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  • Personal Learning Environments

    Mark van Harmelen Independent Consultant, and School of Computer Science, University of Manchester.

    mark@cs.man.ac.uk

    Abstract

    Personal Learning Environments (PLEs) are

    attracting increasing interest in the e-learning domain. However, the term Personal Learning Environment is used in a variety of different ways in the field. This paper firstly draws distinctions between the term PLE and similar terms. It then discusses the dimensions which characterise current conceptions of PLEs, thereby defining a space of PLEs. Three examples of Personal Learning Environments are provided to show different PLE positioning in the PLE space.

    1. Introduction Personal Learning Environments (PLEs) are a

    relatively new phenomenon in the e-learning domain, motivated by: The needs of life-long learners who need to have a

    system that interfaces to different institutional e-learning systems. This need is in part predicated on requirements to maintain portfolio information across different institutions, and to insulate individual users from the need to learn to use different institutional e-learning systems.

    A response to an increased perception that Virtual Learning Systems (VLEs) and Learning Management Systems dont deal as well as they could with the needs of learners. In part, some of this perspective is motivated by a view that e-portfolios have become institutional instruments that largely record achievement and do not support some envisioned portfolio-based activities, e.g. reflection.

    A response to issues of control, according to pedagogic approaches which require that learners e-learning systems need to be under the control of the learners themselves; a concept which is generally alien to institutional VLEs.

    The needs of learners who sometimes perform learning activities offline, without connectivity to a server which provides VLE facilities. This might happen inside a hospital where connectivity is hampered by the need to avoid radio transmissions, or in communication-impoverished environments, such as on a remote mountainside during a geological field trip, or in the countryside in a developing country. As such, a PLE is a single users e-learning system

    that allows collaboration with other users and teachers who use other PLEs and/or VLEs. In some sense a PLE must contain productivity applications that facilitate the owners learning activities. PLEs should be generally under the users control as to use and personalisation. Some varieties of PLEs allow for off-line work to be performed.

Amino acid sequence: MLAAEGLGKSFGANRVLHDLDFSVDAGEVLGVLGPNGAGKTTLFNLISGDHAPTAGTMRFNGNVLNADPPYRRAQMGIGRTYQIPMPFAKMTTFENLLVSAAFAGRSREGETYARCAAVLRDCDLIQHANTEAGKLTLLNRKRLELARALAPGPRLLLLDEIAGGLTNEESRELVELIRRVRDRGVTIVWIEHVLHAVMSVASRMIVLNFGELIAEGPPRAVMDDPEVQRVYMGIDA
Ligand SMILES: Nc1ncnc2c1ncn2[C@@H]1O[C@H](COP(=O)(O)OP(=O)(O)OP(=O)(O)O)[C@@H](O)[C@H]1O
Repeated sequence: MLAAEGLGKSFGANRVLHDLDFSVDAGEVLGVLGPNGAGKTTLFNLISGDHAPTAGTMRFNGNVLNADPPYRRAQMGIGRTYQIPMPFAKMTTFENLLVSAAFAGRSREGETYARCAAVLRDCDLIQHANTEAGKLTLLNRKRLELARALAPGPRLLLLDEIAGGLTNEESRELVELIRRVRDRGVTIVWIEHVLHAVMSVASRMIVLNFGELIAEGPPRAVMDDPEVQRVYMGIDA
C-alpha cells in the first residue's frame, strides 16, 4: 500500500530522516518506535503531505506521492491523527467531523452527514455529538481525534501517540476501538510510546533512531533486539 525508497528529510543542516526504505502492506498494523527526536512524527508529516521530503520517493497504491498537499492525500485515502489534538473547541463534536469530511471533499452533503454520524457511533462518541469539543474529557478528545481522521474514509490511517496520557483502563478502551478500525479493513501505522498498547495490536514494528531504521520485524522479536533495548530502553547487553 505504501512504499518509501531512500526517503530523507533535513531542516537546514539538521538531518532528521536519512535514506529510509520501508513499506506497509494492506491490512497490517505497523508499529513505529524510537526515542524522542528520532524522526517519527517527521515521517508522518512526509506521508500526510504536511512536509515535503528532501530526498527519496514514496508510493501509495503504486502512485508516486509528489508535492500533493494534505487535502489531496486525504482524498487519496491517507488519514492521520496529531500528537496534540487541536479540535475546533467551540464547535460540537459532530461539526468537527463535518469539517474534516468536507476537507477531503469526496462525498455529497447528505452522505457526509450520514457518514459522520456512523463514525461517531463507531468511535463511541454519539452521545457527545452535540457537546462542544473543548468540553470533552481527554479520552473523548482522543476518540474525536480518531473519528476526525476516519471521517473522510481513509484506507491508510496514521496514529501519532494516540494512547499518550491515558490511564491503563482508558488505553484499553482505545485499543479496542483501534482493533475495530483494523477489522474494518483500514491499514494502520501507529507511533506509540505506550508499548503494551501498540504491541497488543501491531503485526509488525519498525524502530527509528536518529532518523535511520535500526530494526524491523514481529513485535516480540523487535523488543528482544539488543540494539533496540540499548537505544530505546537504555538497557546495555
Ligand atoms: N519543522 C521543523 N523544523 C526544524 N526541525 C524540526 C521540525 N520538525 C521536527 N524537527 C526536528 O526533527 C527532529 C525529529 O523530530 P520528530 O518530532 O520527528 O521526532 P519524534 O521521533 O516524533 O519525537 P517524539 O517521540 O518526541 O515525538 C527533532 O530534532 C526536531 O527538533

An alternative definition is offered by Wilson [1]:

    A PLE is a type of e-learning system that is structured on a model of e-learning itself rather than a model of the institution

    PLEs are concerned with the coordination of the connections made by the learner with units and agents across a wide range of systems

    PLEs are envisaged primarily as open systems However, ideas about PLEs are still forming. As an

    aid to the development of the PLE field, this paper discusses dimensions that form a space of PLEs, providing the basis of a taxonomy for current and future PLEs. Possible changes to the dimensions are anticipated as the field matures.

    Section 2 discusses the term PLE and similar

    sounding terms, to help further define what a PLE is, and what a PLE isnt. Section 3 discusses the dimensions of a space of PLEs. Section 4 briefly mentions some related work on PLE definition. Section 5 gives examples of PLE implementations

  • (most of which are still under development). Finally, section 6 offers some conclusions. 2. Terminology

    Some use of Personal Learning Environment is

    very general in scope and refers to any online environment for use by an individual. Typically these environments would be supplied using a VLE and a browser. Because the meaning of this term is both very general and yet weak in the meaning conveyed in this paper, and because the prevalence of this kind of environment is so common, it is suggested that the use of the term is of little value beyond the agrandisation of particular learning environments for advertising purposes. This general use is not considered further in this paper.

    Similar sounding but more valuable descriptions are provided by Personalised Learning Environment, and Personalizeable Learning Environment. It is suggested that these can supply useful distinctions regarding personalisation: A Personalised Learning Environment can usefully

    mean any environment that has been tailored for an individual prior to use.

    A Personalisable Learning Environment is one that can be personalised at the time of its use, either by the user or by the system on behalf of the user.

    3. The dimensionality of the PLE space The current use of PLE to describe different kinds

    of learning systems is drawn out here as a set of dimensions that characterise a space of PLEs. Clearly the field is still in development, and the dimensions offered here will be refined over time.

    Not all the dimensions that follow are orthogonal.

    Where this is the case, interacting dimensions are identified.

    3.1 Pedagogy, personalisation and control dimensions

    Philosophical background and pedagogic approach. As with all e-learning systems, individual PLEs will be expressions of educational philosophy and pedagogic approaches. Clearly wide variation is possible on this dimension.